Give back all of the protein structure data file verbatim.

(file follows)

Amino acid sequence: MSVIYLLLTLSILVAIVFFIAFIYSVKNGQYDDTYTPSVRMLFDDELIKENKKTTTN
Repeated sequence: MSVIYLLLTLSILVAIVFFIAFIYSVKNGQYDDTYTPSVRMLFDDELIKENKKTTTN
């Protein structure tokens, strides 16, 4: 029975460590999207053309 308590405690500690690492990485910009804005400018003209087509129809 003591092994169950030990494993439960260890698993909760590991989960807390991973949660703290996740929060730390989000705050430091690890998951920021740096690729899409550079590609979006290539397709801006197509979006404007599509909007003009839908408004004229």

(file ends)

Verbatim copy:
Amino acid sequence: MSVIYLLLTLSILVAIVFFIAFIYSVKNGQYDDTYTPSVRMLFDDELIKENKKTTTN
Repeated sequence: MSVIYLLLTLSILVAIVFFIAFIYSVKNGQYDDTYTPSVRMLFDDELIKENKKTTTN
């Protein structure tokens, strides 16, 4: 029975460590999207053309 308590405690500690690492990485910009804005400018003209087509129809 003591092994169950030990494993439960260890698993909760590991989960807390991973949660703290996740929060730390989000705050430091690890998951920021740096690729899409550079590609979006290539397709801006197509979006404007599509909007003009839908408004004229």